London’s economic output per person is more than double the average across the rest of the UK, according to new figures that underscore the challenge facing ministers as they vow to tackle the UK’s entrenched regional inequality.
Official figures showed gross value added (GVA) per head – a measure of what is generated by economic activity in an area – was higher in London than any other region in 2015 at £43,629. That dwarfed the figure for the lowest region, Wales, at £18,002 and was also double a level of £21,638 for the UK without London.
The figures from the Office for National Statistics also showed the gap between the capital and the rest of the UK had grown over the last decade.
Responding to the latest sign of regional imbalances in the UK, the Trades Union Congress (TUC) called on the government to urgently step in with support, including investment in infrastructure projects like housebuilding, rail improvements, roads and clean energy.
“People in every part of Britain need a strong local economy, generating good jobs and improving living standards. But there is a huge gap between London and other parts of the UK,” said TUC general secretary, Frances O’Grady.
“For decades now, successive governments have failed to invest enough outside of the capital. We urgently need a proper industrial strategy that reaches every community. With Brexit on the horizon, it’s all the more important that we speed ahead with the investment needed to give every part of Britain decent jobs and strong industry.”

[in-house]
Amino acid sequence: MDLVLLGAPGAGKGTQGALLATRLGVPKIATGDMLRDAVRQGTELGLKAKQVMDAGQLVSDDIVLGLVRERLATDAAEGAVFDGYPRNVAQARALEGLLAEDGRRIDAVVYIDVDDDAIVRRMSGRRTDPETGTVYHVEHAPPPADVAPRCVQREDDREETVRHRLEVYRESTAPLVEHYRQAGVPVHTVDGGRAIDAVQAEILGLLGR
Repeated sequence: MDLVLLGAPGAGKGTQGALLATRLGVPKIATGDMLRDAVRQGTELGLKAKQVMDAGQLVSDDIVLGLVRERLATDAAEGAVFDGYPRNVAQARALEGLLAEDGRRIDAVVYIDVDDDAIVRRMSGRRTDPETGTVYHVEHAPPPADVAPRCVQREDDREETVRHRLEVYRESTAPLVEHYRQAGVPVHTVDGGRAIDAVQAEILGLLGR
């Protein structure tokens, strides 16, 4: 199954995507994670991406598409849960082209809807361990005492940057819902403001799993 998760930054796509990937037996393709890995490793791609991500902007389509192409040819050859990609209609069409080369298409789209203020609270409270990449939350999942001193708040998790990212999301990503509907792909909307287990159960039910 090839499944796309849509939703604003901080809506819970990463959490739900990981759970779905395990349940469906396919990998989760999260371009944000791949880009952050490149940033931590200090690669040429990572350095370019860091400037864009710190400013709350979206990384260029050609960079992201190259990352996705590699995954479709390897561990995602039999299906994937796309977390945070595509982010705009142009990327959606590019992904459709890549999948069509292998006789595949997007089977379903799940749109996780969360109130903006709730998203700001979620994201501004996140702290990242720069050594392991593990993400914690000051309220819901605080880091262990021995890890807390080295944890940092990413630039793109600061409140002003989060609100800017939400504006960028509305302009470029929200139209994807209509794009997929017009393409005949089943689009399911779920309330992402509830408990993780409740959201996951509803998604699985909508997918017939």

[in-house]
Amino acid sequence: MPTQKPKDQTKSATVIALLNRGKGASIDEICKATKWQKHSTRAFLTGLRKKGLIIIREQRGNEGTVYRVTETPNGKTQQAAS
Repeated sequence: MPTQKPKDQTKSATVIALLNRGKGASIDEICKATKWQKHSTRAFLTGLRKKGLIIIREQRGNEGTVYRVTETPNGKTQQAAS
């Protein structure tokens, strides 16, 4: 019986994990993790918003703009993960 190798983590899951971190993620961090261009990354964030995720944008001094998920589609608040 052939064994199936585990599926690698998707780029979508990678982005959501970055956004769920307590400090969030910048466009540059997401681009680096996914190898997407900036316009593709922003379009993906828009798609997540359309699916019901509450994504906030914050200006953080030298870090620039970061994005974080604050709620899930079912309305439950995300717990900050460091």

O’Grady said help “must be targeted at communities that have been abandoned after the loss of traditional industries, and where too many jobs are insecure and low paid”.
The Resolution Foundation thinktank, which earlier this week highlighted links between regional imbalances and support for Brexit in June’s referendum, said the latest data highlighted the challenge facing Britain’s new metro mayors due to be elected in some areas next year under devolution plans.
It noted that all cities bar London were still worse off than they were before the financial crisis, based on the GVA figures. The thinktank’s analysis showed London was on average £1,270 better off, the rest of the UK city regions were £900 worse off and the country as a whole was £450 worse off. Cardiff and Belfast were furthest from their pre-crisis GVA levels.
But the thinktank also saw some reasons to be hopeful that the gap with London would narrow in some places as the 2015 figures showed big cities enjoyed relatively strong growth in economic output last year, particularly in the North West.
Analysing big city regions, Resolution said the Liverpool city region was the top performer in terms of growth in GVA per head last year, with a rise of 3% – almost double London’s growth of 1.6%.
“This strong growth provides a good building block for their new city mayors to build on next year,” said Stephen Clarke, economic analyst at the Resolution Foundation.
“ Closing the economic output gap between the capital and Britain’s other major cities will play a central role in delivering economic growth throughout the UK over the next decade.”
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